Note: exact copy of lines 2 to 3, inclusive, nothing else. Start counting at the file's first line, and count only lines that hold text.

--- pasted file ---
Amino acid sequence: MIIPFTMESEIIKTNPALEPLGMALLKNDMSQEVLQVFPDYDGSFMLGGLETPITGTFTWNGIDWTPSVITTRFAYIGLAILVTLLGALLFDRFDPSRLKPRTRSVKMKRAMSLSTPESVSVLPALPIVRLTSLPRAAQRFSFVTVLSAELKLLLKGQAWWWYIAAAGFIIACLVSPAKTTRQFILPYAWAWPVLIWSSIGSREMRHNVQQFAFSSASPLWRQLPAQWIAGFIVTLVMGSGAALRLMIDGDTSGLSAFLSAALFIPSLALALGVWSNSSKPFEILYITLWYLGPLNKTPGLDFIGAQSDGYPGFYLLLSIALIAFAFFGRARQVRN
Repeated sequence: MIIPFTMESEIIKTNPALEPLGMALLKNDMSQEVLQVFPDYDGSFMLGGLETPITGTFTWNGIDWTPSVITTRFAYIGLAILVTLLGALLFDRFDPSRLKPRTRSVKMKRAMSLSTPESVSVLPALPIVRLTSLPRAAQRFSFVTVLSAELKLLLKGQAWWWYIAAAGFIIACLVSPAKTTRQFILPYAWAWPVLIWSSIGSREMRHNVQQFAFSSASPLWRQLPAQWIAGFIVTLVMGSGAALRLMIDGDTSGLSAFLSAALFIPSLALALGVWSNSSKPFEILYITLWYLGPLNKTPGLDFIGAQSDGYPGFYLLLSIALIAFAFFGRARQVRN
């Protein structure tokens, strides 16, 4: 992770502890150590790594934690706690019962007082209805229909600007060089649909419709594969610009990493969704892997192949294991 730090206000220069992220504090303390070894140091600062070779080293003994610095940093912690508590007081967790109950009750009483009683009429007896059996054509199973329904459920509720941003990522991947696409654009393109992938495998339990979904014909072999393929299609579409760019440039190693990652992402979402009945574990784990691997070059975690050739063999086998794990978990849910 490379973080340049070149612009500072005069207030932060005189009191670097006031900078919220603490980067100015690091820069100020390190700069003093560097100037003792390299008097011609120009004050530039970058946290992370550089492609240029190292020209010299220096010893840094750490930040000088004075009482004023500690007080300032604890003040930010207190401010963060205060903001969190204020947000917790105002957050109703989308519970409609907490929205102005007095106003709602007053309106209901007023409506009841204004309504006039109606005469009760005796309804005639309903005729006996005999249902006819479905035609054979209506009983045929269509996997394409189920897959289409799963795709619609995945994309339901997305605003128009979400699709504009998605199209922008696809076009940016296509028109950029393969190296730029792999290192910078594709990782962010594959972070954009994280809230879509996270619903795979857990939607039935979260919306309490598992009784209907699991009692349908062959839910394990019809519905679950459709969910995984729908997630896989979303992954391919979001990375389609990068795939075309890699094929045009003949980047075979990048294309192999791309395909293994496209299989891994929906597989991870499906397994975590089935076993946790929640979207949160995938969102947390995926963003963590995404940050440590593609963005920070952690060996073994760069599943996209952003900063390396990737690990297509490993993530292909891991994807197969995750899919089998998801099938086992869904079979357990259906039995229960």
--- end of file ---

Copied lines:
Repeated sequence: MIIPFTMESEIIKTNPALEPLGMALLKNDMSQEVLQVFPDYDGSFMLGGLETPITGTFTWNGIDWTPSVITTRFAYIGLAILVTLLGALLFDRFDPSRLKPRTRSVKMKRAMSLSTPESVSVLPALPIVRLTSLPRAAQRFSFVTVLSAELKLLLKGQAWWWYIAAAGFIIACLVSPAKTTRQFILPYAWAWPVLIWSSIGSREMRHNVQQFAFSSASPLWRQLPAQWIAGFIVTLVMGSGAALRLMIDGDTSGLSAFLSAALFIPSLALALGVWSNSSKPFEILYITLWYLGPLNKTPGLDFIGAQSDGYPGFYLLLSIALIAFAFFGRARQVRN
């Protein structure tokens, strides 16, 4: 992770502890150590790594934690706690019962007082209805229909600007060089649909419709594969610009990493969704892997192949294991 730090206000220069992220504090303390070894140091600062070779080293003994610095940093912690508590007081967790109950009750009483009683009429007896059996054509199973329904459920509720941003990522991947696409654009393109992938495998339990979904014909072999393929299609579409760019440039190693990652992402979402009945574990784990691997070059975690050739063999086998794990978990849910 490379973080340049070149612009500072005069207030932060005189009191670097006031900078919220603490980067100015690091820069100020390190700069003093560097100037003792390299008097011609120009004050530039970058946290992370550089492609240029190292020209010299220096010893840094750490930040000088004075009482004023500690007080300032604890003040930010207190401010963060205060903001969190204020947000917790105002957050109703989308519970409609907490929205102005007095106003709602007053309106209901007023409506009841204004309504006039109606005469009760005796309804005639309903005729006996005999249902006819479905035609054979209506009983045929269509996997394409189920897959289409799963795709619609995945994309339901997305605003128009979400699709504009998605199209922008696809076009940016296509028109950029393969190296730029792999290192910078594709990782962010594959972070954009994280809230879509996270619903795979857990939607039935979260919306309490598992009784209907699991009692349908062959839910394990019809519905679950459709969910995984729908997630896989979303992954391919979001990375389609990068795939075309890699094929045009003949980047075979990048294309192999791309395909293994496209299989891994929906597989991870499906397994975590089935076993946790929640979207949160995938969102947390995926963003963590995404940050440590593609963005920070952690060996073994760069599943996209952003900063390396990737690990297509490993993530292909891991994807197969995750899919089998998801099938086992869904079979357990259906039995229960």